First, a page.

Take the stress out of Christmas when caring for a person with dementia and make it a happier time for all concerned.
Contributor: Christina MacDonald
Christmas can be a stressful time if you are caring for a person with dementia. You’ll want to do your best to care for them and make sure they enjoy the festive break, but it’s important not to wear yourself out in the process. So what’s the best way to make sure the person you are caring for continues to feel safe, loved, appreciated and above all, not overwhelmed by the sudden change in routine and activity?
When caring for my mother, who had vascular dementia, I learned by trial and error. During the earlier stages of her disease, we used to enjoy a traditional family Christmas dinner. However, as the disease progressed, she became more emotional and confused. In the mid-stages of her dementia, I decided to bring her over to stay with my family one Christmas. I drove the 60 miles to her house, helped her pack her overnight bag and drove her back home while my husband cooked the Christmas dinner. Everything seemed to be going fairly smoothly until dinner landed on the table. She barely seemed hungry and burst into tears halfway through the meal for no apparent reason. Looking back, there must have been a reason. I just didn’t know what it was. But I did learn that huge portion sizes at that point were not the best idea – she just wasn’t used to large meals anymore.
Later that evening, she dropped a cigarette on the floor and burned a hole in the carpet. More tears followed and she asked to be taken home but I refused because it was late and was too tired to drive her home safely. When we went to bed, I put a nightlight on in the landing and a sign on the bathroom door so that she could find the toilet in the night. She woke up numerous times and each time she would use the toilet and then turn off the nightlight! I would get up and turn it back on so that she wouldn’t fall over in the dark, and she would get up and turn it off again. That light went on and off all night!
The next day, she asked to be taken home early. The whole experience was stressful for everyone but I learned a lot. It was too much to expect mum to adapt to a different environment. She didn’t feel safe or secure in a different place. She simply wanted to be with her family in her own home.
We’d learned our lesson. The following Christmas we went to mum’s, then took her out for Christmas lunch and spent the rest of the day at her home. She enjoyed being in her own environment, and liked being treated to lunch at her favourite restaurant. Christmas was a great success and it’s one of my most treasured memories.
When you plan Christmas, it’s important to carefully consider how you think the person with dementia will cope with a change in routine. To help you make the right choices, we asked the cognitive experts at Re:Cognition Health for their best tips on coping with Christmas:
Consider their wishes – What does Christmas mean to the person? If they are religious, going to church could be a good idea if this is something they would normally do. Think about how they would choose to spend their Christmas beforehand and if you can, do it with them.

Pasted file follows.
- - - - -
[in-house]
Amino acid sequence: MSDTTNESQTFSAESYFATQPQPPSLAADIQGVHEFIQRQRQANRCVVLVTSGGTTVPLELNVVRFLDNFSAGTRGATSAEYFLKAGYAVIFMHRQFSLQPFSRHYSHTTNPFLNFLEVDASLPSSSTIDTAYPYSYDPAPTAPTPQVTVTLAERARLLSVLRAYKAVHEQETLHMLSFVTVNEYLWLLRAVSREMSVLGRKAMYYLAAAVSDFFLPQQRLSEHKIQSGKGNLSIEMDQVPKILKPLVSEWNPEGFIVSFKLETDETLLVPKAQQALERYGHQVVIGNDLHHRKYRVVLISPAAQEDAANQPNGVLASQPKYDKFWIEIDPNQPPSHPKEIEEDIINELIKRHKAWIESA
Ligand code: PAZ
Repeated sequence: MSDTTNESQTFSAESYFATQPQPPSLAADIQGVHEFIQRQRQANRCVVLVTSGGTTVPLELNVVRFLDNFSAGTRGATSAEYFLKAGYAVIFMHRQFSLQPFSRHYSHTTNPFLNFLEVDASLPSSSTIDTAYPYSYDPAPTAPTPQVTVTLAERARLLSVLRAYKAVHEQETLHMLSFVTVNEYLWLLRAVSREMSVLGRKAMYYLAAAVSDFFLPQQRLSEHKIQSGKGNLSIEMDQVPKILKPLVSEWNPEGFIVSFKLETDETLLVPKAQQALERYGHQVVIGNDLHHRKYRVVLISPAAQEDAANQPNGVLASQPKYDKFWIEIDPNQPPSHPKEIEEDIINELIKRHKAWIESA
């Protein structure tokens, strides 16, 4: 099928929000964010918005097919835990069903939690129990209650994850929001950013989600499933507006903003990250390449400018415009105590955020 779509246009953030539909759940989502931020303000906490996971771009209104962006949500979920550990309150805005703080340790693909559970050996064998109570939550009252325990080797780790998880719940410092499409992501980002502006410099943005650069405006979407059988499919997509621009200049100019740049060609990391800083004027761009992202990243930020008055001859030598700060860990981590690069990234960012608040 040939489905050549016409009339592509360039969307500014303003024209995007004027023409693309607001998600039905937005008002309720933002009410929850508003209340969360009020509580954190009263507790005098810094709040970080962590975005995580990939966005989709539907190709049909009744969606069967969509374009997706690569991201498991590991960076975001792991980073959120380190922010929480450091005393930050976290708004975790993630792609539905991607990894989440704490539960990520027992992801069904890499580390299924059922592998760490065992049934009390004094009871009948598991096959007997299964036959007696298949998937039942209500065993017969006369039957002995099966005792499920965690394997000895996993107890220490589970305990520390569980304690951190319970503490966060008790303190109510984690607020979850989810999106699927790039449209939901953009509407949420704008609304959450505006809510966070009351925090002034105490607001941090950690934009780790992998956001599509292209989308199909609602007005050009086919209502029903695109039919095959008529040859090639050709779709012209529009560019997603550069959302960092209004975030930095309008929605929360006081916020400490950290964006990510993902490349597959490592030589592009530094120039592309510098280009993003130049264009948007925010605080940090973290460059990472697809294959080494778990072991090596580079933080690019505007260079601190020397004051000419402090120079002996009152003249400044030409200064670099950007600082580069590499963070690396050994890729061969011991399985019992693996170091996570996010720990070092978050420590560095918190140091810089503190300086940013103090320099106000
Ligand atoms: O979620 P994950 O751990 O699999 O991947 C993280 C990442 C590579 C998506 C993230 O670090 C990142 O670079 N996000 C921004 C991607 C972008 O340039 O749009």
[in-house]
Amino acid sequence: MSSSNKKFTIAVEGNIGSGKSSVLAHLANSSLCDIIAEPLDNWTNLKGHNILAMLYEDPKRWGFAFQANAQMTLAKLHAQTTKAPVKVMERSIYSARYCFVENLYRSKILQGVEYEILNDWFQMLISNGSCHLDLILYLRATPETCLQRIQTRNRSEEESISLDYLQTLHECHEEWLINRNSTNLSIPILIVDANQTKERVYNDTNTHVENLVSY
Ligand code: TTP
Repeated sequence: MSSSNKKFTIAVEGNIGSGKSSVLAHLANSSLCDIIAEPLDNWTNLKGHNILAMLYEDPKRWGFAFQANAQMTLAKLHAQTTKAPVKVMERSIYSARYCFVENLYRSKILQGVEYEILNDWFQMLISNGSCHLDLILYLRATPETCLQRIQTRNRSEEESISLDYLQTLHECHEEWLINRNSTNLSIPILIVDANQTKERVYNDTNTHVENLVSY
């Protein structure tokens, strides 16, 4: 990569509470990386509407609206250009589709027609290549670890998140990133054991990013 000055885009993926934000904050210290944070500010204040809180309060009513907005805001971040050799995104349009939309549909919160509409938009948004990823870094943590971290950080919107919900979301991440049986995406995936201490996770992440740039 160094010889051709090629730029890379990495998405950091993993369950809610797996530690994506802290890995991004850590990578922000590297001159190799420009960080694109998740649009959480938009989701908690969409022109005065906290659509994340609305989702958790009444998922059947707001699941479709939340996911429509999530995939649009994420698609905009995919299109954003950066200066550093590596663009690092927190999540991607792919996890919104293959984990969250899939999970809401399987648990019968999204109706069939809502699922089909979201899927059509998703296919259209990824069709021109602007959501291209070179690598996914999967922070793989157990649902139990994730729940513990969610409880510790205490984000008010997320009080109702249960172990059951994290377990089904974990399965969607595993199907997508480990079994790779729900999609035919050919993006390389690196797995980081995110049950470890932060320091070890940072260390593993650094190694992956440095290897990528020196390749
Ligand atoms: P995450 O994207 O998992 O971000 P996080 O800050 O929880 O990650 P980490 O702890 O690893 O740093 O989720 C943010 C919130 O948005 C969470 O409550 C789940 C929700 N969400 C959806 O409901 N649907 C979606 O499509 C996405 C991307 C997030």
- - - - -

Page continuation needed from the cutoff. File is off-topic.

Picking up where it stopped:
Get them involved in tasks – If it’s possible for the person to assist you with domestic tasks or meal preparation then encourage them to help you. It will be good for their self-esteem and it means you can spend quality time together, working as a team.
Enlist support – Make sure that family and loved ones know they need to do their bit and ensure that everyone has their own responsibilities so that you aren’t carrying all of the pressure on your own.
Consider location carefully – If the person already lives with you, it’s going to be easier for them to stick to their normal routine. If they normally live alone or in a care home and you want to be with them, they may prefer to be in their own environment with you visiting them, rather than coming to you and being in a strange place they may not recognise.
Watch those food portions – Dementia can affect a person’s appetite and they may not want to eat a huge Christmas dinner. Give them a smaller portion and offer second helpings later if they are hungry. Avoid letting them drink too much to reduce the risk of arguments or falls later on.
Keep introducing – Remind them of the names of family and friends visiting and make sure you introduce and re-introduce everyone clearly (with reference to the relationship) to avoid embarrassment of not remembering names of grandchildren or relatives.
Manage the noise – People with dementia often find it difficult to listen to one person in a room where lots of people are talking. They are not able to distinguish one train of conversation when lots are going on within earshot, so don’t position them in the middle of a noisy room or in the middle of the table.
Look after yourself – Remember that you need a break from time to time as well. If you feel tired, ask another family member to sit with the person or accompany them on a walk.